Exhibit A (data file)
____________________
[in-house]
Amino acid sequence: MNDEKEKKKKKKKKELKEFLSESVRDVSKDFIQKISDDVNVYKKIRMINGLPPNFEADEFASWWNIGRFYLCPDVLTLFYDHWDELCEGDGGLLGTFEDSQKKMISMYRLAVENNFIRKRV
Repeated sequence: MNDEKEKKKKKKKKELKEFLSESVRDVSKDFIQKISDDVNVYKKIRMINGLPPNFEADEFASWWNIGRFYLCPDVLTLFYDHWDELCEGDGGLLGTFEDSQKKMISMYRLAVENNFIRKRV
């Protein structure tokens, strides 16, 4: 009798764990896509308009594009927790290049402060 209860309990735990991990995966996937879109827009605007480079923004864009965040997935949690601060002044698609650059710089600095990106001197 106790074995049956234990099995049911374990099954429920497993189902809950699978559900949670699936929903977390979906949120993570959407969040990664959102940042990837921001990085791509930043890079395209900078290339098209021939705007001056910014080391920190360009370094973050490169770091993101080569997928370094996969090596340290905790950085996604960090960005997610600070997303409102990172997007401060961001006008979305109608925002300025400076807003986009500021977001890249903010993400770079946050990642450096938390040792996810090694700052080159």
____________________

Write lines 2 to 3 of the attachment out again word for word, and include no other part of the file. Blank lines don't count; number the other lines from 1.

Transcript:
Amino acid sequence: MNDEKEKKKKKKKKELKEFLSESVRDVSKDFIQKISDDVNVYKKIRMINGLPPNFEADEFASWWNIGRFYLCPDVLTLFYDHWDELCEGDGGLLGTFEDSQKKMISMYRLAVENNFIRKRV
Repeated sequence: MNDEKEKKKKKKKKELKEFLSESVRDVSKDFIQKISDDVNVYKKIRMINGLPPNFEADEFASWWNIGRFYLCPDVLTLFYDHWDELCEGDGGLLGTFEDSQKKMISMYRLAVENNFIRKRV